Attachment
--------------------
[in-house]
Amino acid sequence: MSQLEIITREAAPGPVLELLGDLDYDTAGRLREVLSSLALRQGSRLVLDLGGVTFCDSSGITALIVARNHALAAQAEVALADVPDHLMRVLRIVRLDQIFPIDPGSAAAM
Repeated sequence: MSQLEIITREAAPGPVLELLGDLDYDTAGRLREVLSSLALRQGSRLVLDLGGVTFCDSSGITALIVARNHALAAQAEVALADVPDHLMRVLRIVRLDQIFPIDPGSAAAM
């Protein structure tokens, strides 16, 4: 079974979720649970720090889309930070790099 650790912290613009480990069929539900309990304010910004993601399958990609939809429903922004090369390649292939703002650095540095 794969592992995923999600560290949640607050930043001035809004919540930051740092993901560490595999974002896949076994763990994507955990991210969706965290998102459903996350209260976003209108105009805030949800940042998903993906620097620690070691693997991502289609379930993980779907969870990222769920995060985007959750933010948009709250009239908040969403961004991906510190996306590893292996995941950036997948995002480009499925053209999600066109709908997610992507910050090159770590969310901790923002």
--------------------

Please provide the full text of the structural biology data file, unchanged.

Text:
[in-house]
Amino acid sequence: MSQLEIITREAAPGPVLELLGDLDYDTAGRLREVLSSLALRQGSRLVLDLGGVTFCDSSGITALIVARNHALAAQAEVALADVPDHLMRVLRIVRLDQIFPIDPGSAAAM
Repeated sequence: MSQLEIITREAAPGPVLELLGDLDYDTAGRLREVLSSLALRQGSRLVLDLGGVTFCDSSGITALIVARNHALAAQAEVALADVPDHLMRVLRIVRLDQIFPIDPGSAAAM
């Protein structure tokens, strides 16, 4: 079974979720649970720090889309930070790099 650790912290613009480990069929539900309990304010910004993601399958990609939809429903922004090369390649292939703002650095540095 794969592992995923999600560290949640607050930043001035809004919540930051740092993901560490595999974002896949076994763990994507955990991210969706965290998102459903996350209260976003209108105009805030949800940042998903993906620097620690070691693997991502289609379930993980779907969870990222769920995060985007959750933010948009709250009239908040969403961004991906510190996306590893292996995941950036997948995002480009499925053209999600066109709908997610992507910050090159770590969310901790923002």